Information on different types of Bow Hunting Broadheads
When it comes to bow hunting the debate is eternal and fierce. Which broadhead is best? This, of course, depends on many factors. Is the weapon a compound bow or a crossbow? Mechanical broadhead or fixed-blade? Fixed-blade points are the most common, with more models offered. They use a chisel type point to break bones and penetrate resilient hide. Their design makes them the toughest type of point, with most of the arrow’s intensity going straight to the target. Mechanical broadheads have surged in popularity recently. A mechanical blade stays closed until it hits the target, then opens to create a large hole in the hide. They tend to work more like a field point and result in a larger wound, some as much as two to four inches in diameter. In the end, it comes down to the individual hunter and what works best for their sporting style.
One of the best fixed-blade broadheads available, in terms of performance and price, is the RedHead Blackout from Bass Pro. This broadhead, which is an Outdoor Life Editor’s Choice award, has an especially sharp German-made blade which leads to a dominant penetration mark of 10 5/8 inches. It has a sturdy one-piece ferrule and blade retention is excellent. At $30 for a three-pack, it’s a bargain as well. Another great bargain broadhead is the Muzzy 100, an Outdoor Life Great Buy. This is a high quality point that is sharp with a large cutting diameter that can attain 9 3/16 inches of perforation. For $39 for a six-pack, this is affordable quality. The Toxic fixed-blade broadhead from Flying Arrow Archery brings a lot of new things to the game. This 100-grain point has three “half-moon” coring blades set in the middle of aircraft-aluminum ferrule which add strength and stability. The curved blades add almost five inches of cutting surface, honed to a razor-sharp keenness. With radical core decompression and reduced wind drag, they’re a decent buy at $45 for three.
Tru-Fire has a fixed-blade that has eradicated the annoyance of loose blades. It has a patent pending Spring Retention System that puts each blade in the blade slot in the ferrule, letting the spring do all the rest. It has an aggressive tip with a two position blade locking system and a solid steel ferrule that is heat treated and coated. A good buy at $34.99 for a 3-pack.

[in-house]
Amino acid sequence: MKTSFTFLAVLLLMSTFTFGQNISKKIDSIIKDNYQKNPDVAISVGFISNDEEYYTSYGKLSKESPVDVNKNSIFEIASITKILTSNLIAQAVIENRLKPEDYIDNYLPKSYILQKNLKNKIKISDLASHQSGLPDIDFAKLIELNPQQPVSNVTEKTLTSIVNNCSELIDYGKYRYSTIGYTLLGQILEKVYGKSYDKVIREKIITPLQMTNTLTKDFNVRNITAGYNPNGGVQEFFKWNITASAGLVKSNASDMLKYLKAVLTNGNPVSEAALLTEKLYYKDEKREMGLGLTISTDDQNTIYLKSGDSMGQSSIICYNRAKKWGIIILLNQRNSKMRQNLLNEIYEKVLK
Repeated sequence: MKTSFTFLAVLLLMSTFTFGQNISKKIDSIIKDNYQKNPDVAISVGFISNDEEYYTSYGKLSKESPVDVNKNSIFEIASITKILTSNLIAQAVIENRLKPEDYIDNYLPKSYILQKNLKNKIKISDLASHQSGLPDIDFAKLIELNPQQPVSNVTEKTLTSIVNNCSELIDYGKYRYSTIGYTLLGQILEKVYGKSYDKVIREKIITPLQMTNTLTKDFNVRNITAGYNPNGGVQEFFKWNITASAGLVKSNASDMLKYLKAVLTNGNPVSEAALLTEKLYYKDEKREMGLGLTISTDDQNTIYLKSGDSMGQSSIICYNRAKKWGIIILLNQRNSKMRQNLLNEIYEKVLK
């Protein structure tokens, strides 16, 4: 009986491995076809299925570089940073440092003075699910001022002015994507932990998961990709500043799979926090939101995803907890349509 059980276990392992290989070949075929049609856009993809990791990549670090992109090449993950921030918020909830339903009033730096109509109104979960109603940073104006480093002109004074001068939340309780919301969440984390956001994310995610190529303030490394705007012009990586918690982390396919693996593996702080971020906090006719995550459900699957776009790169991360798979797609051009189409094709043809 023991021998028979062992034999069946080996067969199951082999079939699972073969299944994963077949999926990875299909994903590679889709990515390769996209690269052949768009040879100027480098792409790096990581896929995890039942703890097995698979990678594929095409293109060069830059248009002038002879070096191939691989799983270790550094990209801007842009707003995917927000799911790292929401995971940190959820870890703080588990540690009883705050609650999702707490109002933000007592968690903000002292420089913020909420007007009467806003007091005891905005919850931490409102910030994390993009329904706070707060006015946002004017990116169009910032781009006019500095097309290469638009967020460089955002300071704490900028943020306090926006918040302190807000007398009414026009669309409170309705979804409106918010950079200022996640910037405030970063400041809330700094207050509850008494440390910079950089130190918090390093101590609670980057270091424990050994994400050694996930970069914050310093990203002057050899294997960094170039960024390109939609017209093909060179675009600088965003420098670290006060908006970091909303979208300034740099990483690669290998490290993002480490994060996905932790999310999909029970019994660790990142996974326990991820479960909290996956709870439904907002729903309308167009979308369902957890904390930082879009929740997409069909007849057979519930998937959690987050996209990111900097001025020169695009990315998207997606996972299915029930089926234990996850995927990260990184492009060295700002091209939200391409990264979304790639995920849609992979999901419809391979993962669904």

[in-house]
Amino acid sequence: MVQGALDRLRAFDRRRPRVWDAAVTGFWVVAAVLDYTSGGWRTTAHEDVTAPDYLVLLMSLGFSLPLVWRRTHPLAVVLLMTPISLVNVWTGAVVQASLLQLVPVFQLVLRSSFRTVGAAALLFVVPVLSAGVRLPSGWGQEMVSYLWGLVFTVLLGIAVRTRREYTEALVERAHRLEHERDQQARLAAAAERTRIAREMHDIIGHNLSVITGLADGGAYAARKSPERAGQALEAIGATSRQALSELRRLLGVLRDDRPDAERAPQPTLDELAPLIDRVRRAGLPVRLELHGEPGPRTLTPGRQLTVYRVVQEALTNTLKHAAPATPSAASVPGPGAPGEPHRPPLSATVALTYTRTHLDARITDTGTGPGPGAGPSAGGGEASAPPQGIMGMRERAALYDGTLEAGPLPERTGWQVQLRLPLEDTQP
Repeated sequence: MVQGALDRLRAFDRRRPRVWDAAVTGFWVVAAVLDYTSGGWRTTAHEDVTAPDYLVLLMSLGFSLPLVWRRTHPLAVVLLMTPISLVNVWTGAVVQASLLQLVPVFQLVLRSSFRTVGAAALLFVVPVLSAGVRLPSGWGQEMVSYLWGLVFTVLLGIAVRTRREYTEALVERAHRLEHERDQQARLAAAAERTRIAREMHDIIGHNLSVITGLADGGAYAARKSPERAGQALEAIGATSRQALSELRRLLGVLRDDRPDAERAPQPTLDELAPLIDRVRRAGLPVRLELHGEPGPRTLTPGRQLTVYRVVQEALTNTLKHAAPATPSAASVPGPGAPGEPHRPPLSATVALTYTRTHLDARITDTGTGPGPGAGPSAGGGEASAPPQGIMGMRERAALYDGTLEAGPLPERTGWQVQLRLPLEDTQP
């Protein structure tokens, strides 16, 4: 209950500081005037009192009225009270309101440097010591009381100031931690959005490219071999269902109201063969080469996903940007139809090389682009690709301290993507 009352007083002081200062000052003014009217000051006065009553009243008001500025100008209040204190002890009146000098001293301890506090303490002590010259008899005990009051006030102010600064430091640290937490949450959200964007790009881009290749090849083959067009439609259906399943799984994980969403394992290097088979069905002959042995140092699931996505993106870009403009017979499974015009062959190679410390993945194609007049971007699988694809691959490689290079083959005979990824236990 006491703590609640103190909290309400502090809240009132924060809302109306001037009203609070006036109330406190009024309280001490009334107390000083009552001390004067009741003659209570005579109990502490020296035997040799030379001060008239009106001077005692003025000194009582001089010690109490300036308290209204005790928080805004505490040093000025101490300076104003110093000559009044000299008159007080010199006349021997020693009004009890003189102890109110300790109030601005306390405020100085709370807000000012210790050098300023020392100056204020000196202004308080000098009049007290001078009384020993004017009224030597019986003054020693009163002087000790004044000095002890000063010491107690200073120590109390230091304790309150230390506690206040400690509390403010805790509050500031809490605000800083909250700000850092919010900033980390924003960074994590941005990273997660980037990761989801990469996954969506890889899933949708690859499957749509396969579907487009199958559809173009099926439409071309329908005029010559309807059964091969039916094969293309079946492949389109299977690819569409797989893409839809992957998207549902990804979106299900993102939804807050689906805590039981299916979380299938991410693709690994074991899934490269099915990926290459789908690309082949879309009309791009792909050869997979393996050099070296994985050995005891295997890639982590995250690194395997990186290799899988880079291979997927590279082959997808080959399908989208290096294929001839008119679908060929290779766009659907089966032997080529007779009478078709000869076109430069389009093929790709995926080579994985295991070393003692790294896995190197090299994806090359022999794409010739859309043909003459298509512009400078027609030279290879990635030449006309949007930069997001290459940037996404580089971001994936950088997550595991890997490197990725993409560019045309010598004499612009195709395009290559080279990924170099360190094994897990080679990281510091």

After some growing pains in the industry, there are some great mechanical broadheads available. One of the best, another Outdoor Life Editor’s Choice, is the Swhacker 100-Grain 1.75. This is very sturdy and the blades do away with the failures often found in other mechanical broadheads. It has a shrink collar which serves to hug the flying blade so there is no need for rubber bands or o-rings. The collar minimizes in-flight aerodynamic drag. It has a 1 ¾ inch cutting diameter which penetrates 7 1/16 inches. This broadhead offers a superior performance for $35 a 3-pack. The Grim Reaper Whitetail Special, an Outdoor Life Great Buy, is another bargain. It has a two inch cutting diameter, a spring collar blade retention system, a chisel-style tip, and three long blades which open independently of one another. The blades are tough, suffering no impairment when tested by being shot through sheetrock. A practice head is included in the $40 3-pack. A somewhat more pricey, but popular mechanical broadhead, is the Rage Xtreme. It has a rear-deploying design which loses less kinetic energy when opening, resulting in a better delivery and greater penetration of game. The Rage Xtreme has the largest cutting diameter at 2 ¼ inches with very sharp, very large 0.34 inch-thick deployable blades and a notable consistency. With a penetration of 8 inches it appears to be worth the $50 a 3-pack price tag. Wasp Archery has come out with a mechanical broadhead called Z-Force that has a ball-bearing system that assures the correct blade deployment every time. With a stainless steel head and a steel ferrule, the price of $39.99 for a 3-pack seems fairly decent.
With all of the impressive broadheads available in today’s market, the choice of fixed-blade or mechanical is really down to personal preference. Regardless of what kind of broadhead a bow hunter prefers to use in the hunt, there are great choices available.